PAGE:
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Edward Alfred Pollard, The lost cause; a new Southern history of the War of the Confederates ... Drawn from official sources and approved by the most distinguished Confederate leaders. 59 1 Browse Search
Alfred Roman, The military operations of General Beauregard in the war between the states, 1861 to 1865 52 12 Browse Search
Benson J. Lossing, Pictorial Field Book of the Civil War. Volume 2. 52 4 Browse Search
John Dimitry , A. M., Confederate Military History, a library of Confederate States Military History: Volume 10.1, Louisiana (ed. Clement Anselm Evans) 36 0 Browse Search
Colonel Charles E. Hooker, Confederate Military History, a library of Confederate States Military History: Volume 12.2, Mississippi (ed. Clement Anselm Evans) 30 2 Browse Search
Horace Greeley, The American Conflict: A History of the Great Rebellion in the United States of America, 1860-65: its Causes, Incidents, and Results: Intended to exhibit especially its moral and political phases with the drift and progress of American opinion respecting human slavery from 1776 to the close of the War for the Union. Volume II. 30 4 Browse Search
Harper's Encyclopedia of United States History (ed. Benson Lossing) 23 3 Browse Search
Rebellion Record: a Diary of American Events, Diary from December 17, 1860 - April 30, 1864 (ed. Frank Moore) 19 3 Browse Search
Southern Historical Society Papers, Volume 13. (ed. Reverend J. William Jones) 19 1 Browse Search
Robert Underwood Johnson, Clarence Clough Buell, Battles and Leaders of the Civil War: The Opening Battles. Volume 1. 16 0 Browse Search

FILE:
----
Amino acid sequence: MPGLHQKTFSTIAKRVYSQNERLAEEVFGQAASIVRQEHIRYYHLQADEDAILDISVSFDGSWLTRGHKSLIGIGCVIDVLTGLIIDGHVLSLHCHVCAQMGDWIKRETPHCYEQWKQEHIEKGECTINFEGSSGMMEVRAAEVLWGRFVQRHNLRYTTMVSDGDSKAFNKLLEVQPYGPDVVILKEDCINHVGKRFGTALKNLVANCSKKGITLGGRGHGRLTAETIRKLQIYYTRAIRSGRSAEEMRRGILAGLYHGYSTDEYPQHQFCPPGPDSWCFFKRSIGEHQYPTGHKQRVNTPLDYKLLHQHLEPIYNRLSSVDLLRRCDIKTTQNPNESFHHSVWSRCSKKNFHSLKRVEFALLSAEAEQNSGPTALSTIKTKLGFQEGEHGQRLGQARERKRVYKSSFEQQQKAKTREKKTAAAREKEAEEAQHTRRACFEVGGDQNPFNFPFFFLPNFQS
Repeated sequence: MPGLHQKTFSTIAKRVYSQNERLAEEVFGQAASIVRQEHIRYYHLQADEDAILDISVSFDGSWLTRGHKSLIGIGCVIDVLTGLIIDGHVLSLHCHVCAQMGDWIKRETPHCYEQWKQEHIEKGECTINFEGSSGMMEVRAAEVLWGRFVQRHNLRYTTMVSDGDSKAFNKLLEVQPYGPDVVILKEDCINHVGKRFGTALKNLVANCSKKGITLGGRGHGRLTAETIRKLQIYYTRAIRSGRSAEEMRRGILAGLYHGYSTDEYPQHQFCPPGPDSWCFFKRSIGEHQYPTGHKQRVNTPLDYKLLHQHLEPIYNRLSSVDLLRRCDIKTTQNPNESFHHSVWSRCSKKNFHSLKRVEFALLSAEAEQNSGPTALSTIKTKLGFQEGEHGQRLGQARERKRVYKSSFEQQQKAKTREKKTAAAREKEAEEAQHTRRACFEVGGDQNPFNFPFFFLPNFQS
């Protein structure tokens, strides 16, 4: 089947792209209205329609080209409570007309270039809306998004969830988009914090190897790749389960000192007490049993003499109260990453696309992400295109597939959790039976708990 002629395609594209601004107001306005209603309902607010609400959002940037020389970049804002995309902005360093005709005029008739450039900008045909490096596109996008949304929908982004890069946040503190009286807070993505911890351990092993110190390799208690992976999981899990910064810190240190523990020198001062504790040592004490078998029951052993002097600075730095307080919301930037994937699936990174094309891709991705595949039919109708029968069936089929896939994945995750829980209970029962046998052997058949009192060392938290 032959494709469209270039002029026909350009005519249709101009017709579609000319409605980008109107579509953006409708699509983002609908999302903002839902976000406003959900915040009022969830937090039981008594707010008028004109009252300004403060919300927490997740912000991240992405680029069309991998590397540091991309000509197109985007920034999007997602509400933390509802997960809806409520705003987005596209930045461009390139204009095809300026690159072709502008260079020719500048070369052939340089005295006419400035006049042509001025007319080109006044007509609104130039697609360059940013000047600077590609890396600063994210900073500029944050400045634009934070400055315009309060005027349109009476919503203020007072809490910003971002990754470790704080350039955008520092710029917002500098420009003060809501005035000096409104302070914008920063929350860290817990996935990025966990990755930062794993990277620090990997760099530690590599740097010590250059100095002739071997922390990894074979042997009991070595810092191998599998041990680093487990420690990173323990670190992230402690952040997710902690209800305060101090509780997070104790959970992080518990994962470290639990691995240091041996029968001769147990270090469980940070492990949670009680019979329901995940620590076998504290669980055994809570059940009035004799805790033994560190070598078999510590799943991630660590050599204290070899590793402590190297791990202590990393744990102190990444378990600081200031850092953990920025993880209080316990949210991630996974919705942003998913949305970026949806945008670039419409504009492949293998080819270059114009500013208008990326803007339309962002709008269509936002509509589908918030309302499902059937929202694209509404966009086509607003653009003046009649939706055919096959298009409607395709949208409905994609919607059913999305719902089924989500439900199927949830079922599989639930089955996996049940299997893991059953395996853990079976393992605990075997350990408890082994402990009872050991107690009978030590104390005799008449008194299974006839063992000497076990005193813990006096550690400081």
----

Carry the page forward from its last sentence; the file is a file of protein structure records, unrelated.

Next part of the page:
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Browsing named entities in The Daily Dispatch: April 29, 1862., [Electronic resource]. You can also browse the collection for Mansfield Lovell or search for Mansfield Lovell in all documents.

Your search returned 4 results in 2 document sections:

A Ray of hope. The following dispatch was received in this city yesterday morning by Adjutant-General cooper from Gen. Lovell, dated Camp Moore, April 27th: "Forts Jackson and St. Philip are still in a good condition and in our hands. The steamers Louisiana and McRas are safe. The enemy's fleet is at the city, but have no forces to occupy. The inhabitants are staunchly loyal." The public would no doubt have been equally pleased to have learned from Lovell why he took such a hLovell why he took such a hasty departure from a place which he was left to defend. The "enemy's fleet," alluded to by him as in front of the city, consisted probably of the two gunboats that passed the forts. Even had they desired to do so, they had no men to send ashore and take what was so precipitately abandoned to their use. Had the officials entrusted with the defence of the Crescent City shown half the bravery of its citizens, all would have been well. A rumor prevailed yesterday at the War Office that Gen.
Gen. Mansfield Lovell. This officer is just now reaping a rich crop of execration from the residents of New Orleans now in Virginia. "Curtins," as an act of "justice" to him, requests the insertion, under yesterday's date, of the following, defending him from the charge of being a Yankee. General Lovall may not be a Yankee, but it is unfortunate that his acts should bid fair to result in so much good to them. The communication of "Curtins" reads as follows: "We hear the statement being constantly made that Gen. Lovell is a Yankee. This is untrue; he was born in the District of Columbia, and is of a Maryland family. He was educated at the South. Three of his brothers are in the Confederate army. His standing in the old United States army was high, and by reference to the official reports of the Mexican war, it will be seen that he gained no little distinction. With regard to the fall of New Orleans, we should think that the unjust censure and obloquy once cast on t